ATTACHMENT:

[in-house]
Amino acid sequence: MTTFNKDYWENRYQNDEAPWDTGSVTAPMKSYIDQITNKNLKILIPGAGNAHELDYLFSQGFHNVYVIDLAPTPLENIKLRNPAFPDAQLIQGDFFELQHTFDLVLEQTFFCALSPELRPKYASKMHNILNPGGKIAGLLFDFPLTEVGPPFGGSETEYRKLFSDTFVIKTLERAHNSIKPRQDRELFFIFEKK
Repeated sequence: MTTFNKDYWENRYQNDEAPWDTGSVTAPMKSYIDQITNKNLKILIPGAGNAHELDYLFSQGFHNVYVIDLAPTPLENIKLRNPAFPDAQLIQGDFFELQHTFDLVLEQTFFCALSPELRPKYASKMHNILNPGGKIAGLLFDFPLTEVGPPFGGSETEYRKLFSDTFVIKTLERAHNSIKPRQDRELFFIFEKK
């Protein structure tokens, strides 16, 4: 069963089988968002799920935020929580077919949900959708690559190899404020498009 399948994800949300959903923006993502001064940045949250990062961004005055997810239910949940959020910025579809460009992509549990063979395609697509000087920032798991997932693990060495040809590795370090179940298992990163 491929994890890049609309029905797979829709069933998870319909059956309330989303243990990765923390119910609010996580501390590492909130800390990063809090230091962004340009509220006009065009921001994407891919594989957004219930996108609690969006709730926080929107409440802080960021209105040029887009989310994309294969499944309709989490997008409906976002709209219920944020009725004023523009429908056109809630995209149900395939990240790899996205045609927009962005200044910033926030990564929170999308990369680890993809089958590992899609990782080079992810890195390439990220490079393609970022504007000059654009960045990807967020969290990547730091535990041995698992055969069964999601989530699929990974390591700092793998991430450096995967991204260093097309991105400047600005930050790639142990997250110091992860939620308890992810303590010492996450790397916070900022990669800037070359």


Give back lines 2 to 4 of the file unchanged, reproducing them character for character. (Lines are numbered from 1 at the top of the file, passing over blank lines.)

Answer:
Amino acid sequence: MTTFNKDYWENRYQNDEAPWDTGSVTAPMKSYIDQITNKNLKILIPGAGNAHELDYLFSQGFHNVYVIDLAPTPLENIKLRNPAFPDAQLIQGDFFELQHTFDLVLEQTFFCALSPELRPKYASKMHNILNPGGKIAGLLFDFPLTEVGPPFGGSETEYRKLFSDTFVIKTLERAHNSIKPRQDRELFFIFEKK
Repeated sequence: MTTFNKDYWENRYQNDEAPWDTGSVTAPMKSYIDQITNKNLKILIPGAGNAHELDYLFSQGFHNVYVIDLAPTPLENIKLRNPAFPDAQLIQGDFFELQHTFDLVLEQTFFCALSPELRPKYASKMHNILNPGGKIAGLLFDFPLTEVGPPFGGSETEYRKLFSDTFVIKTLERAHNSIKPRQDRELFFIFEKK
């Protein structure tokens, strides 16, 4: 069963089988968002799920935020929580077919949900959708690559190899404020498009 399948994800949300959903923006993502001064940045949250990062961004005055997810239910949940959020910025579809460009992509549990063979395609697509000087920032798991997932693990060495040809590795370090179940298992990163 491929994890890049609309029905797979829709069933998870319909059956309330989303243990990765923390119910609010996580501390590492909130800390990063809090230091962004340009509220006009065009921001994407891919594989957004219930996108609690969006709730926080929107409440802080960021209105040029887009989310994309294969499944309709989490997008409906976002709209219920944020009725004023523009429908056109809630995209149900395939990240790899996205045609927009962005200044910033926030990564929170999308990369680890993809089958590992899609990782080079992810890195390439990220490079393609970022504007000059654009960045990807967020969290990547730091535990041995698992055969069964999601989530699929990974390591700092793998991430450096995967991204260093097309991105400047600005930050790639142990997250110091992860939620308890992810303590010492996450790397916070900022990669800037070359």